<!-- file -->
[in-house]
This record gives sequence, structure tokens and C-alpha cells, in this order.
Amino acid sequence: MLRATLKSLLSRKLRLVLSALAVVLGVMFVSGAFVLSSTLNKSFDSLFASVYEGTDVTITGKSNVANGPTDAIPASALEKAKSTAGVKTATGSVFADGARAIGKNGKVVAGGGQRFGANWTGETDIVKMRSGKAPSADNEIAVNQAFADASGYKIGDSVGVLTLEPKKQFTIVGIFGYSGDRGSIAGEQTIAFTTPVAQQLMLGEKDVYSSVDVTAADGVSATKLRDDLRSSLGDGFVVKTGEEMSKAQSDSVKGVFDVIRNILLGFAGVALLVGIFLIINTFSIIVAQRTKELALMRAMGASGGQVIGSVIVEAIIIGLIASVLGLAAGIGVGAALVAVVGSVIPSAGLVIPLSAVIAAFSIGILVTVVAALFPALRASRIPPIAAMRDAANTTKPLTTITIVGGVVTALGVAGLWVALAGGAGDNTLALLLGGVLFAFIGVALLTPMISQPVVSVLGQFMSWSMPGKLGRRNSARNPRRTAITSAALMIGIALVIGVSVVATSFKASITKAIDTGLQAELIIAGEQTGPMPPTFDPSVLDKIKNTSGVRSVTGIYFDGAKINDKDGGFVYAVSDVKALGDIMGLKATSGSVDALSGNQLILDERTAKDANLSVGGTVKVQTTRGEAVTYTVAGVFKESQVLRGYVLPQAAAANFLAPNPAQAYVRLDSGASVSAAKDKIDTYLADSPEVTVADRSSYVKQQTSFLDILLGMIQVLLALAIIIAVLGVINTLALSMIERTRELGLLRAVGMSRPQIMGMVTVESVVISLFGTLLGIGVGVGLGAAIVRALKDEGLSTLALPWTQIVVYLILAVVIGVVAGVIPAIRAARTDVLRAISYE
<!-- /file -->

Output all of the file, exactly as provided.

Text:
[in-house]
This record gives sequence, structure tokens and C-alpha cells, in this order.
Amino acid sequence: MLRATLKSLLSRKLRLVLSALAVVLGVMFVSGAFVLSSTLNKSFDSLFASVYEGTDVTITGKSNVANGPTDAIPASALEKAKSTAGVKTATGSVFADGARAIGKNGKVVAGGGQRFGANWTGETDIVKMRSGKAPSADNEIAVNQAFADASGYKIGDSVGVLTLEPKKQFTIVGIFGYSGDRGSIAGEQTIAFTTPVAQQLMLGEKDVYSSVDVTAADGVSATKLRDDLRSSLGDGFVVKTGEEMSKAQSDSVKGVFDVIRNILLGFAGVALLVGIFLIINTFSIIVAQRTKELALMRAMGASGGQVIGSVIVEAIIIGLIASVLGLAAGIGVGAALVAVVGSVIPSAGLVIPLSAVIAAFSIGILVTVVAALFPALRASRIPPIAAMRDAANTTKPLTTITIVGGVVTALGVAGLWVALAGGAGDNTLALLLGGVLFAFIGVALLTPMISQPVVSVLGQFMSWSMPGKLGRRNSARNPRRTAITSAALMIGIALVIGVSVVATSFKASITKAIDTGLQAELIIAGEQTGPMPPTFDPSVLDKIKNTSGVRSVTGIYFDGAKINDKDGGFVYAVSDVKALGDIMGLKATSGSVDALSGNQLILDERTAKDANLSVGGTVKVQTTRGEAVTYTVAGVFKESQVLRGYVLPQAAAANFLAPNPAQAYVRLDSGASVSAAKDKIDTYLADSPEVTVADRSSYVKQQTSFLDILLGMIQVLLALAIIIAVLGVINTLALSMIERTRELGLLRAVGMSRPQIMGMVTVESVVISLFGTLLGIGVGVGLGAAIVRALKDEGLSTLALPWTQIVVYLILAVVIGVVAGVIPAIRAARTDVLRAISYE